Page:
Experts say the scammers are getting more confident with every success, and will learn details about the person whose profile they have hacked in order to appear more persuasive.
A woman, Claire Spring from Hamilton recently lost 500 dollars to the ploy, after ‘her friend’ appeared on Facebook chat claiming she had been robbed in Manila, and needed funds to fly home.I believed every minute of it.
I rushed around panicked to send the money and it wasn’t until my daughter came home and asked if I’d checked if it was really my friend that I began to think, but by then it was too late,” Stuff.co.nz quoted Spring, as saying.
Her friend Julie, who didn’t wished her last name to be disclosed, said she felt really guilty due to what transpired, although she wasn’t at fault for it.
Paul Evans-McLeod, another friend of Julie, whose account was hacked, said: “It’s so scary. How they got into my account is way beyond me.”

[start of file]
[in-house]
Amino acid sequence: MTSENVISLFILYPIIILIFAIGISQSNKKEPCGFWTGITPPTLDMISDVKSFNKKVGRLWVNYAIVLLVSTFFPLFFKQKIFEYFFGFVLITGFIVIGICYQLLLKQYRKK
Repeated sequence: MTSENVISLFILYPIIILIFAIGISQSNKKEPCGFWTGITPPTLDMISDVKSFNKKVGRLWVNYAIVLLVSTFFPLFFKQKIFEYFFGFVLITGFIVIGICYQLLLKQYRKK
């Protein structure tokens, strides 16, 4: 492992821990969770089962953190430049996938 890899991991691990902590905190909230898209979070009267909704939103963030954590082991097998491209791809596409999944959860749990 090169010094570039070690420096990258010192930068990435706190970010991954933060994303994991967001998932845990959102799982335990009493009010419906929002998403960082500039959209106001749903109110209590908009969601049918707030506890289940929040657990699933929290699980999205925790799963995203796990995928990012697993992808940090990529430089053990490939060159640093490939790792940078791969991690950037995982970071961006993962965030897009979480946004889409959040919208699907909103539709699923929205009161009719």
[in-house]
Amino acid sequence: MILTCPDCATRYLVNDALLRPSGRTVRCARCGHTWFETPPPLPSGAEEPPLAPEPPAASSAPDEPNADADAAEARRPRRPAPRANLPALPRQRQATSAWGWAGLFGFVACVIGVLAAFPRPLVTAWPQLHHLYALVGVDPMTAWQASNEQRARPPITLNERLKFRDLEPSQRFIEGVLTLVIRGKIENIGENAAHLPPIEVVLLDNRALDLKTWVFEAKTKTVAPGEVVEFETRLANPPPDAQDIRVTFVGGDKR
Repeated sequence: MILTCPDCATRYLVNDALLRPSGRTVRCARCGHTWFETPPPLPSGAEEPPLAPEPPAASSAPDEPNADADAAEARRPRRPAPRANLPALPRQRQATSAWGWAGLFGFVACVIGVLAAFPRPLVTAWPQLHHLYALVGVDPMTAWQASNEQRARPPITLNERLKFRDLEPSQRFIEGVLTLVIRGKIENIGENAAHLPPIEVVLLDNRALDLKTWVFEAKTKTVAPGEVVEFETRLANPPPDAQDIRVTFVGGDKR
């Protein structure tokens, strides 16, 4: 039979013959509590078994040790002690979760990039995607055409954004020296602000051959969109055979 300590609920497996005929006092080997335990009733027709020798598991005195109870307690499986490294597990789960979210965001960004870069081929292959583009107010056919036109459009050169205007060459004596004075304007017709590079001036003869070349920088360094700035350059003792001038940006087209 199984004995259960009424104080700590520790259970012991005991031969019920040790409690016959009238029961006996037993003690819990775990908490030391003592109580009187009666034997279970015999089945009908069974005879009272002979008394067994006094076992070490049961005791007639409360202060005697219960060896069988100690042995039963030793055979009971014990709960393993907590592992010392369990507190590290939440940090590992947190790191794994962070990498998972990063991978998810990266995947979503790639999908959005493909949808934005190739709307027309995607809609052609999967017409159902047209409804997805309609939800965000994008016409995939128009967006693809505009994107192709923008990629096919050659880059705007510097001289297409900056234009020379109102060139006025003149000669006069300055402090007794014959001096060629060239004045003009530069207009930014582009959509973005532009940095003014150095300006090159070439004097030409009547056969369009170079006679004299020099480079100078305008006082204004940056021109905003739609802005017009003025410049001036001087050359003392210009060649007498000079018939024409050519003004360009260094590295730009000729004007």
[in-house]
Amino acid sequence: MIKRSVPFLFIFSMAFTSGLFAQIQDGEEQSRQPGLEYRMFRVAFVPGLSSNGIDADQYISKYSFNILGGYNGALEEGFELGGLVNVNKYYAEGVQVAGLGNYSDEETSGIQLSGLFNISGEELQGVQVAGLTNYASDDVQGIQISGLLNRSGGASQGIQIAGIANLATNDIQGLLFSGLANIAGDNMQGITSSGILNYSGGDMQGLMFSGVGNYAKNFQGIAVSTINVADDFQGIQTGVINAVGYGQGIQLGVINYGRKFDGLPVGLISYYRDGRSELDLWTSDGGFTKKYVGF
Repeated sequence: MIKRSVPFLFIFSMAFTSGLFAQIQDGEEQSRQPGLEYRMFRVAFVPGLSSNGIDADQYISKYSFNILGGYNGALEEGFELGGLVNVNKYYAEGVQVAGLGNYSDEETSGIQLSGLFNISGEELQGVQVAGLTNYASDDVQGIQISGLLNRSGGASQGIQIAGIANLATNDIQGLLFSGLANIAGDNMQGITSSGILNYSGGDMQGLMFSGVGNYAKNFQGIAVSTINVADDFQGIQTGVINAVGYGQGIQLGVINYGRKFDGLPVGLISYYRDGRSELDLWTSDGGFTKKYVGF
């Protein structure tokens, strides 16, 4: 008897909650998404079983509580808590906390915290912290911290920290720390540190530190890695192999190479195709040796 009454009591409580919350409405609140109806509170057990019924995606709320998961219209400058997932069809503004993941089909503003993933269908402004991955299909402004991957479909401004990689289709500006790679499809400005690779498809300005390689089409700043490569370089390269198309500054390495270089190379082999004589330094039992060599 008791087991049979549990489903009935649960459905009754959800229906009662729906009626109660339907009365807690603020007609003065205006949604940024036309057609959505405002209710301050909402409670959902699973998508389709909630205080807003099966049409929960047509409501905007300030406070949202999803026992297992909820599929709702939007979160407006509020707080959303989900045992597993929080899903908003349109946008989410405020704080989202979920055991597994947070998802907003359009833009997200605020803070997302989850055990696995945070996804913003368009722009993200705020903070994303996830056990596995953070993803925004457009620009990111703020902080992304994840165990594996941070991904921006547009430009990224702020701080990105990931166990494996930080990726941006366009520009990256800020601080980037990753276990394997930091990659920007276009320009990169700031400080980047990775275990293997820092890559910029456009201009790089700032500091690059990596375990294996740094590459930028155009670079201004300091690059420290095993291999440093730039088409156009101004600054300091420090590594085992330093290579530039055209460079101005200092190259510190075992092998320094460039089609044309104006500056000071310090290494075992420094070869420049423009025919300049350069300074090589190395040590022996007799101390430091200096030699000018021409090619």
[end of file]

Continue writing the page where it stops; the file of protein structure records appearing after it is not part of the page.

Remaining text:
He then raised the alarm, emailing Julie and then his friends with a copy of the conversation to help them avoid the trap.
Another friend, Paul Evans-McLeod, was also nearly taken in by the scam, but recovered enough to ask some security questions.
He then raised the alarm, emailing Julie and then his friends with a copy of the conversation to help them avoid the trap.It was just the last couple of comments that raised my suspicions,” Evans-McLeod said.
“They were saying ‘go now’, ‘go quick’ and I thought Netsafe executive director Martin Cocker said that people’s reaction was completely natural. He said: ” Because it’s contact through a real-time system people are much more likely to fall for it.”